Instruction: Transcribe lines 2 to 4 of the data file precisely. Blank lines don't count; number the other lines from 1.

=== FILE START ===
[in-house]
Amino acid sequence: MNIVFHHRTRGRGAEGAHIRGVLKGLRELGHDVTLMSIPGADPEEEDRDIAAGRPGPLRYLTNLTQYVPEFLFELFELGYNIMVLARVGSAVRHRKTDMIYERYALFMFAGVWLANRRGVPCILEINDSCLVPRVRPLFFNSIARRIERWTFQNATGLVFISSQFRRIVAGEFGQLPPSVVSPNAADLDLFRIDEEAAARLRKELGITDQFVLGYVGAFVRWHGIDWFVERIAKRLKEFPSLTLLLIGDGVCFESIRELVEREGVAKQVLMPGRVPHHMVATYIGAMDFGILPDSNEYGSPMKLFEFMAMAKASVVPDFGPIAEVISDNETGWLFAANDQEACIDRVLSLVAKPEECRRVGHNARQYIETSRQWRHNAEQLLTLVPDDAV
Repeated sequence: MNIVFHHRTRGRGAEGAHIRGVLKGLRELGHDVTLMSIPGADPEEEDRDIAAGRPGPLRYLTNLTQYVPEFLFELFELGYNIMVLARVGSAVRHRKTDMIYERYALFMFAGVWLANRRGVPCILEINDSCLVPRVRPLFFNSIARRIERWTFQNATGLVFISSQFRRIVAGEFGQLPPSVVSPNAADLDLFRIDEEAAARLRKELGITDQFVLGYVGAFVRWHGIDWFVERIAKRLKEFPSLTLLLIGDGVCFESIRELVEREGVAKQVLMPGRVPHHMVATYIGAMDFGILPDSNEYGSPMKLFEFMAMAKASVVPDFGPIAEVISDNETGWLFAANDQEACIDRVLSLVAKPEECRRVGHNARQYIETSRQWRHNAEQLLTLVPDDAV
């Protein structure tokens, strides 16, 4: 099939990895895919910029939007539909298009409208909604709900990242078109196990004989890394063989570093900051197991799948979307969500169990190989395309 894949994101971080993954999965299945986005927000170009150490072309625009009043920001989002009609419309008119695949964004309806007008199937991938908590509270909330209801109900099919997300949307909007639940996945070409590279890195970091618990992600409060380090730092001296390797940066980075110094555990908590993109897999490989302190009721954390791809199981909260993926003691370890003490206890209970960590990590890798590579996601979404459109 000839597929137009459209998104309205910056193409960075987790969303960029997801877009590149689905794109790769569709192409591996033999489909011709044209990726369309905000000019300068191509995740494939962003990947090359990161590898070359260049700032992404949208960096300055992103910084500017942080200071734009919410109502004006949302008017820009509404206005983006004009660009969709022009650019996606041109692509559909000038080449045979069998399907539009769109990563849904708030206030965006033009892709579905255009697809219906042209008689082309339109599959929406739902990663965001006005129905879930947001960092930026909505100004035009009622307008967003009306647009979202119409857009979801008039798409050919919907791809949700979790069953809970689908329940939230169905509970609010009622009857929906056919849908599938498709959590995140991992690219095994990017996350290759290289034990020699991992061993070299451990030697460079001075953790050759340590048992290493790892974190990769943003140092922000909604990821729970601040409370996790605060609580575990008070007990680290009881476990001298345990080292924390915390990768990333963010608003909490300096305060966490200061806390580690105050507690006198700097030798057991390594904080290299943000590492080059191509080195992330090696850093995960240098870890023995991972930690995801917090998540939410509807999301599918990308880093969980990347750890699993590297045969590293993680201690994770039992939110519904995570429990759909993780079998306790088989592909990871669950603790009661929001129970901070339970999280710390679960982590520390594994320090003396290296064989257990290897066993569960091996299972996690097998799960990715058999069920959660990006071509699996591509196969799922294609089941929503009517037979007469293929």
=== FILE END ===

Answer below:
Amino acid sequence: MNIVFHHRTRGRGAEGAHIRGVLKGLRELGHDVTLMSIPGADPEEEDRDIAAGRPGPLRYLTNLTQYVPEFLFELFELGYNIMVLARVGSAVRHRKTDMIYERYALFMFAGVWLANRRGVPCILEINDSCLVPRVRPLFFNSIARRIERWTFQNATGLVFISSQFRRIVAGEFGQLPPSVVSPNAADLDLFRIDEEAAARLRKELGITDQFVLGYVGAFVRWHGIDWFVERIAKRLKEFPSLTLLLIGDGVCFESIRELVEREGVAKQVLMPGRVPHHMVATYIGAMDFGILPDSNEYGSPMKLFEFMAMAKASVVPDFGPIAEVISDNETGWLFAANDQEACIDRVLSLVAKPEECRRVGHNARQYIETSRQWRHNAEQLLTLVPDDAV
Repeated sequence: MNIVFHHRTRGRGAEGAHIRGVLKGLRELGHDVTLMSIPGADPEEEDRDIAAGRPGPLRYLTNLTQYVPEFLFELFELGYNIMVLARVGSAVRHRKTDMIYERYALFMFAGVWLANRRGVPCILEINDSCLVPRVRPLFFNSIARRIERWTFQNATGLVFISSQFRRIVAGEFGQLPPSVVSPNAADLDLFRIDEEAAARLRKELGITDQFVLGYVGAFVRWHGIDWFVERIAKRLKEFPSLTLLLIGDGVCFESIRELVEREGVAKQVLMPGRVPHHMVATYIGAMDFGILPDSNEYGSPMKLFEFMAMAKASVVPDFGPIAEVISDNETGWLFAANDQEACIDRVLSLVAKPEECRRVGHNARQYIETSRQWRHNAEQLLTLVPDDAV
């Protein structure tokens, strides 16, 4: 099939990895895919910029939007539909298009409208909604709900990242078109196990004989890394063989570093900051197991799948979307969500169990190989395309 894949994101971080993954999965299945986005927000170009150490072309625009009043920001989002009609419309008119695949964004309806007008199937991938908590509270909330209801109900099919997300949307909007639940996945070409590279890195970091618990992600409060380090730092001296390797940066980075110094555990908590993109897999490989302190009721954390791809199981909260993926003691370890003490206890209970960590990590890798590579996601979404459109 000839597929137009459209998104309205910056193409960075987790969303960029997801877009590149689905794109790769569709192409591996033999489909011709044209990726369309905000000019300068191509995740494939962003990947090359990161590898070359260049700032992404949208960096300055992103910084500017942080200071734009919410109502004006949302008017820009509404206005983006004009660009969709022009650019996606041109692509559909000038080449045979069998399907539009769109990563849904708030206030965006033009892709579905255009697809219906042209008689082309339109599959929406739902990663965001006005129905879930947001960092930026909505100004035009009622307008967003009306647009979202119409857009979801008039798409050919919907791809949700979790069953809970689908329940939230169905509970609010009622009857929906056919849908599938498709959590995140991992690219095994990017996350290759290289034990020699991992061993070299451990030697460079001075953790050759340590048992290493790892974190990769943003140092922000909604990821729970601040409370996790605060609580575990008070007990680290009881476990001298345990080292924390915390990768990333963010608003909490300096305060966490200061806390580690105050507690006198700097030798057991390594904080290299943000590492080059191509080195992330090696850093995960240098870890023995991972930690995801917090998540939410509807999301599918990308880093969980990347750890699993590297045969590293993680201690994770039992939110519904995570429990759909993780079998306790088989592909990871669950603790009661929001129970901070339970999280710390679960982590520390594994320090003396290296064989257990290897066993569960091996299972996690097998799960990715058999069920959660990006071509699996591509196969799922294609089941929503009517037979007469293929």